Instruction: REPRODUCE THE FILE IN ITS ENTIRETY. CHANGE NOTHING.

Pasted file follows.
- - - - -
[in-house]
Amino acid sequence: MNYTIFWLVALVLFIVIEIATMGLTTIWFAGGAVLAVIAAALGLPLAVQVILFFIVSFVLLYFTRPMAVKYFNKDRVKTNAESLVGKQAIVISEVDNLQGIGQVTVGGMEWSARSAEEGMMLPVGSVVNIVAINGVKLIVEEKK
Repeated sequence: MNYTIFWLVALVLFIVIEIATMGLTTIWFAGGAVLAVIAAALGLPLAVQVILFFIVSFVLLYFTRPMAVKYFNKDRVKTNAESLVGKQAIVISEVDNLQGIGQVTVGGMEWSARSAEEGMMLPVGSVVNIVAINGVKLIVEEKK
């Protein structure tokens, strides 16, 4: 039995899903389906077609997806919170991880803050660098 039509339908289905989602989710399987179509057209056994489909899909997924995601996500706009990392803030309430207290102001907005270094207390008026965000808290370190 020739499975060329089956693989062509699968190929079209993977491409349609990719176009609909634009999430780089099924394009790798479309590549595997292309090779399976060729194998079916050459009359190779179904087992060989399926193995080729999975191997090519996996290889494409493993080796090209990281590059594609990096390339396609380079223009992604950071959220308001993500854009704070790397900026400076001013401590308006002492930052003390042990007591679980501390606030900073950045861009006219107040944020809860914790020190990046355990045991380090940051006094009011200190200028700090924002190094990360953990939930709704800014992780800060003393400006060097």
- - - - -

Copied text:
[in-house]
Amino acid sequence: MNYTIFWLVALVLFIVIEIATMGLTTIWFAGGAVLAVIAAALGLPLAVQVILFFIVSFVLLYFTRPMAVKYFNKDRVKTNAESLVGKQAIVISEVDNLQGIGQVTVGGMEWSARSAEEGMMLPVGSVVNIVAINGVKLIVEEKK
Repeated sequence: MNYTIFWLVALVLFIVIEIATMGLTTIWFAGGAVLAVIAAALGLPLAVQVILFFIVSFVLLYFTRPMAVKYFNKDRVKTNAESLVGKQAIVISEVDNLQGIGQVTVGGMEWSARSAEEGMMLPVGSVVNIVAINGVKLIVEEKK
């Protein structure tokens, strides 16, 4: 039995899903389906077609997806919170991880803050660098 039509339908289905989602989710399987179509057209056994489909899909997924995601996500706009990392803030309430207290102001907005270094207390008026965000808290370190 020739499975060329089956693989062509699968190929079209993977491409349609990719176009609909634009999430780089099924394009790798479309590549595997292309090779399976060729194998079916050459009359190779179904087992060989399926193995080729999975191997090519996996290889494409493993080796090209990281590059594609990096390339396609380079223009992604950071959220308001993500854009704070790397900026400076001013401590308006002492930052003390042990007591679980501390606030900073950045861009006219107040944020809860914790020190990046355990045991380090940051006094009011200190200028700090924002190094990360953990939930709704800014992780800060003393400006060097």